Karen Thomas-Bland, founder at Seven, regularly writes and speaks on the subjects of business transformation, M&A integration, executive boards and leadership. We also contribute to leading business websites and publications.
M&As are always a challenge from the perspective of people and culture, but when organizations pay close attention to the people aspects of a merger or an acquisition, they greatly increase the chances that the deal will achieve its full potential.
Tony is today on the virtual sofa by Karen Thomas-Bland, the found and management director of Seven Transformation Ltd. Karen has proven expertise in strategy and transformation of complex global businesses.
The M&A environment is currently very strong, but many M&A deals fail to deliver the value case. Having completed around fifty M&A integrations I have found that there are five common barriers to success.
There has been an explosion in the number of M&A deals, but as we know the success rate of M&A deals isn’t great with the often quoted 60% failing to increase shareholder value, leaving the Board to be criticised for not achieving a better deal.
Companies undertaking large M&A deals follow four key practices that help their total returns to shareholders (TRS) outpace the market index, their synergy achievement to exceed public commitments, and organic growth to continue unabated.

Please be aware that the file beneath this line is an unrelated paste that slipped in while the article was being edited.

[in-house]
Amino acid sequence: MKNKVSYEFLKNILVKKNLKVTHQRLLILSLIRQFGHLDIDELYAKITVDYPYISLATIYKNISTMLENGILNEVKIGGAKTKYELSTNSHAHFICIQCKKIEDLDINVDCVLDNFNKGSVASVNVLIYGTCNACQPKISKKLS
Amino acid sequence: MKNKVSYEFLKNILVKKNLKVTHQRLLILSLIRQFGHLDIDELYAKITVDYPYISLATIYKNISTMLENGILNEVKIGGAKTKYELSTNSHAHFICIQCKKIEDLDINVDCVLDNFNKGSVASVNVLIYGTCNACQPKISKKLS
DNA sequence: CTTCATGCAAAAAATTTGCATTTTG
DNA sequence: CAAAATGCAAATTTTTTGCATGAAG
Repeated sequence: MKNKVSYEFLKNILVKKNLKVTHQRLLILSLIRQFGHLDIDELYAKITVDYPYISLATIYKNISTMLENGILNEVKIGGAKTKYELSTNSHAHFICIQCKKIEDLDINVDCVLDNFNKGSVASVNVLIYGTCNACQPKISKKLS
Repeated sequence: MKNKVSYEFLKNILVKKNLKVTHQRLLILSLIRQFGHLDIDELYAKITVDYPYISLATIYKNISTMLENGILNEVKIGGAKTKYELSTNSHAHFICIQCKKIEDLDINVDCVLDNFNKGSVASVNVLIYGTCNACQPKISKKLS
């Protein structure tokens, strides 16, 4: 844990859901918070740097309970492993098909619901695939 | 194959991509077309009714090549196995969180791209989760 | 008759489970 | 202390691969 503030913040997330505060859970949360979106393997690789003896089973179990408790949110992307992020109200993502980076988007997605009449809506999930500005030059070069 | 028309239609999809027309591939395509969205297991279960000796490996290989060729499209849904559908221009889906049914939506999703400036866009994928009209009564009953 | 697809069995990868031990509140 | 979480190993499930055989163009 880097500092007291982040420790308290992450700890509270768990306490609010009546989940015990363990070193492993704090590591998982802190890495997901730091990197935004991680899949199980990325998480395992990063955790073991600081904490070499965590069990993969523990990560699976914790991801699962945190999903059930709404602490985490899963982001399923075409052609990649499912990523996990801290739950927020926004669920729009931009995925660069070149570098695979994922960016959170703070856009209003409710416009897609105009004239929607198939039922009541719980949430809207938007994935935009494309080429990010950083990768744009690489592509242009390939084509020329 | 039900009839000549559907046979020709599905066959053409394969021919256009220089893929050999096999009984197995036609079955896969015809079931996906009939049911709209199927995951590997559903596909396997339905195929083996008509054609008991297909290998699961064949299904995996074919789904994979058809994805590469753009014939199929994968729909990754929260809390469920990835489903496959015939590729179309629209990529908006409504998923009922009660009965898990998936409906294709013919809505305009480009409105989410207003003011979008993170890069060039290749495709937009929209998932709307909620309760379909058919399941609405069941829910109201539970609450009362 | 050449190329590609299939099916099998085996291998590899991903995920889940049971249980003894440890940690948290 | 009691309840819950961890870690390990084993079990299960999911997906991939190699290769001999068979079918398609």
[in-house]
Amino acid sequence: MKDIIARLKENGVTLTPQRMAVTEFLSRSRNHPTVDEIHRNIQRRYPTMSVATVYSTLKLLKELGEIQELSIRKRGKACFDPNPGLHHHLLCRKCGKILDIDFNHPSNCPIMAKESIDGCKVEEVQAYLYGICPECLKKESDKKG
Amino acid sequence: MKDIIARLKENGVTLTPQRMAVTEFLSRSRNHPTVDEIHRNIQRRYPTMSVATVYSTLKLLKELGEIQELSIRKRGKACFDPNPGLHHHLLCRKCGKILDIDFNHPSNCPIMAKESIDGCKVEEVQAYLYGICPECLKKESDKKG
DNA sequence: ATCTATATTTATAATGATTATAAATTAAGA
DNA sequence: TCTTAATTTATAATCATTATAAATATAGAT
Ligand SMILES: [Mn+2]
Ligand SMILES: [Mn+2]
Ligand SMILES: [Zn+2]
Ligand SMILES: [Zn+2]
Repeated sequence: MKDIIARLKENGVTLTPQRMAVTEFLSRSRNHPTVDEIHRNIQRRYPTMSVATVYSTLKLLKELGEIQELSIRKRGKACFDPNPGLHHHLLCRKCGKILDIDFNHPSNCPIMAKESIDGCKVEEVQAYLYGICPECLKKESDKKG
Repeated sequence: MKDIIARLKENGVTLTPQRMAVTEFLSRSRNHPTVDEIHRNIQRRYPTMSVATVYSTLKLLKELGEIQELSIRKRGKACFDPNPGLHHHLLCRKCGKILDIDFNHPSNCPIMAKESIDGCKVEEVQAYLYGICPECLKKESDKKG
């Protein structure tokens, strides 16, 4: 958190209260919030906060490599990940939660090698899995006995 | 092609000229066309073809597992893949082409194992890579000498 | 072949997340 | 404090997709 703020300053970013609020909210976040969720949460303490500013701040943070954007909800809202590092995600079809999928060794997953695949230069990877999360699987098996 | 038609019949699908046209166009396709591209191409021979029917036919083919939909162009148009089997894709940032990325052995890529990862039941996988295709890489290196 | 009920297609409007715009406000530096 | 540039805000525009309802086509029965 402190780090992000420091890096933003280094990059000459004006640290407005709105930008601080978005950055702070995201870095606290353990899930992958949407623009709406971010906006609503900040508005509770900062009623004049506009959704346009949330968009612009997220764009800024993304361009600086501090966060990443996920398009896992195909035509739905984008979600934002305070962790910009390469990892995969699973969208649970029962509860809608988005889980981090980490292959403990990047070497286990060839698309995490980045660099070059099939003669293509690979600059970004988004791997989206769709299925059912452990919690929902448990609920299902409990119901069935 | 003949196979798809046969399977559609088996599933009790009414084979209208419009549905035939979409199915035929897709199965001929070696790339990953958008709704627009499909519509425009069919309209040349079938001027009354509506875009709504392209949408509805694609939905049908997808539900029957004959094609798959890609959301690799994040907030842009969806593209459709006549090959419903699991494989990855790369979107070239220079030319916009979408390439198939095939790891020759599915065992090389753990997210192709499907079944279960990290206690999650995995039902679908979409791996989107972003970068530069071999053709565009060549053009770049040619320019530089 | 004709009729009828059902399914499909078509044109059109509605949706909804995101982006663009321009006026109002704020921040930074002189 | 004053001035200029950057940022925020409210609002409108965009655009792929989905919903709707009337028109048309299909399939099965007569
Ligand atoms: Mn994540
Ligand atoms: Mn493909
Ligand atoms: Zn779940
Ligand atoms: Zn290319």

I’ve been fortunate to work in and with and lead in some fantastic cultures and have worked with some truly great people and exceptional organisations. I have also worked with organisations (thankfully a truly very small minority) where a toxic culture pervaded at the time.
Business transformations are notoriously risky - there are 10 questions I use when talking to anyone who is about to embark on a transformation.
So how do you embed ESG into your deal making activity and avoid it becoming a box-ticking exercise?
Impact investing has been around for a long time – people putting money into businesses doing good things. Investing in ‘doing good’ often creates value, through increased market share or operational benefits
As we approach 2022, the general consensus seems to be that the future world of work is hybrid, and the blend of home and office working will continue.